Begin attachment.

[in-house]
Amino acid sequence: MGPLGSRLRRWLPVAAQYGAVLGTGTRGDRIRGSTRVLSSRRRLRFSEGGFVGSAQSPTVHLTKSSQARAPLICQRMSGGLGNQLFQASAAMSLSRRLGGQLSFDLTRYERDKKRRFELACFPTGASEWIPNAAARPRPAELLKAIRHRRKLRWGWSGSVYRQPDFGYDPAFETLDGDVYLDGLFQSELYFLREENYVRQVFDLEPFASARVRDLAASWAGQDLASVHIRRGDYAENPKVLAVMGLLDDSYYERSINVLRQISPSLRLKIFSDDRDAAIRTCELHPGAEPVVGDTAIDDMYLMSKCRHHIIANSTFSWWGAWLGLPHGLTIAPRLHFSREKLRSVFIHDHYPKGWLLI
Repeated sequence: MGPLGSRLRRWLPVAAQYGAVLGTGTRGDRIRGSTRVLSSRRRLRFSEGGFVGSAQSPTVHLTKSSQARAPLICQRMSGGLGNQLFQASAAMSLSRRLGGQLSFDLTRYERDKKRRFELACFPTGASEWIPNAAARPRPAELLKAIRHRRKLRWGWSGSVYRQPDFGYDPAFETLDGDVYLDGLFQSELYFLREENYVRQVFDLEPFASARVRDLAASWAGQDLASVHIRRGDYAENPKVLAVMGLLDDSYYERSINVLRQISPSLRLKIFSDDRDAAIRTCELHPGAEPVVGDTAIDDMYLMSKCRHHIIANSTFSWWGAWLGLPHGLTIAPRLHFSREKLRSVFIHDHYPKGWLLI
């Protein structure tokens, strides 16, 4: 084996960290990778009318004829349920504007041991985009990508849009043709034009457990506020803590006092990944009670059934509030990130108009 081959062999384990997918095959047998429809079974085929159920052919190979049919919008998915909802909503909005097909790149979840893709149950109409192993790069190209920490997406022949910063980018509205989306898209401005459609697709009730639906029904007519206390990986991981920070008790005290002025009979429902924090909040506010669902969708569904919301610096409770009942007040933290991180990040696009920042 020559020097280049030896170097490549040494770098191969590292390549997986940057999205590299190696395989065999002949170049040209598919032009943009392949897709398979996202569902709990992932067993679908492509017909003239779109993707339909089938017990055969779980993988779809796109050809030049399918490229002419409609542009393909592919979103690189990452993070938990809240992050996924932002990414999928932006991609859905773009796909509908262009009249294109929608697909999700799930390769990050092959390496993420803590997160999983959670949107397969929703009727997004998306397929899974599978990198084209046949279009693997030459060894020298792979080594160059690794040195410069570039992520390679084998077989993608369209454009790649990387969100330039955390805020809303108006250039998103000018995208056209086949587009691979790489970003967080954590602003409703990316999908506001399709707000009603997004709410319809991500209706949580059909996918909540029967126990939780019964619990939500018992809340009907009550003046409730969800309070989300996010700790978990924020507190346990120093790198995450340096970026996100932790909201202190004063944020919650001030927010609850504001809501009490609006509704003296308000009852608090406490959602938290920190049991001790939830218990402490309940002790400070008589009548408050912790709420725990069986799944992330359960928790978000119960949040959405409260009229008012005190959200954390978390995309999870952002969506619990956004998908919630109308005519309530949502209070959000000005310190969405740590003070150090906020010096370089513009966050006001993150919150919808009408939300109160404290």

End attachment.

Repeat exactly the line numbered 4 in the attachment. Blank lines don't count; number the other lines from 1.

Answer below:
């Protein structure tokens, strides 16, 4: 084996960290990778009318004829349920504007041991985009990508849009043709034009457990506020803590006092990944009670059934509030990130108009 081959062999384990997918095959047998429809079974085929159920052919190979049919919008998915909802909503909005097909790149979840893709149950109409192993790069190209920490997406022949910063980018509205989306898209401005459609697709009730639906029904007519206390990986991981920070008790005290002025009979429902924090909040506010669902969708569904919301610096409770009942007040933290991180990040696009920042 020559020097280049030896170097490549040494770098191969590292390549997986940057999205590299190696395989065999002949170049040209598919032009943009392949897709398979996202569902709990992932067993679908492509017909003239779109993707339909089938017990055969779980993988779809796109050809030049399918490229002419409609542009393909592919979103690189990452993070938990809240992050996924932002990414999928932006991609859905773009796909509908262009009249294109929608697909999700799930390769990050092959390496993420803590997160999983959670949107397969929703009727997004998306397929899974599978990198084209046949279009693997030459060894020298792979080594160059690794040195410069570039992520390679084998077989993608369209454009790649990387969100330039955390805020809303108006250039998103000018995208056209086949587009691979790489970003967080954590602003409703990316999908506001399709707000009603997004709410319809991500209706949580059909996918909540029967126990939780019964619990939500018992809340009907009550003046409730969800309070989300996010700790978990924020507190346990120093790198995450340096970026996100932790909201202190004063944020919650001030927010609850504001809501009490609006509704003296308000009852608090406490959602938290920190049991001790939830218990402490309940002790400070008589009548408050912790709420725990069986799944992330359960928790978000119960949040959405409260009229008012005190959200954390978390995309999870952002969506619990956004998908919630109308005519309530949502209070959000000005310190969405740590003070150090906020010096370089513009966050006001993150919150919808009408939300109160404290």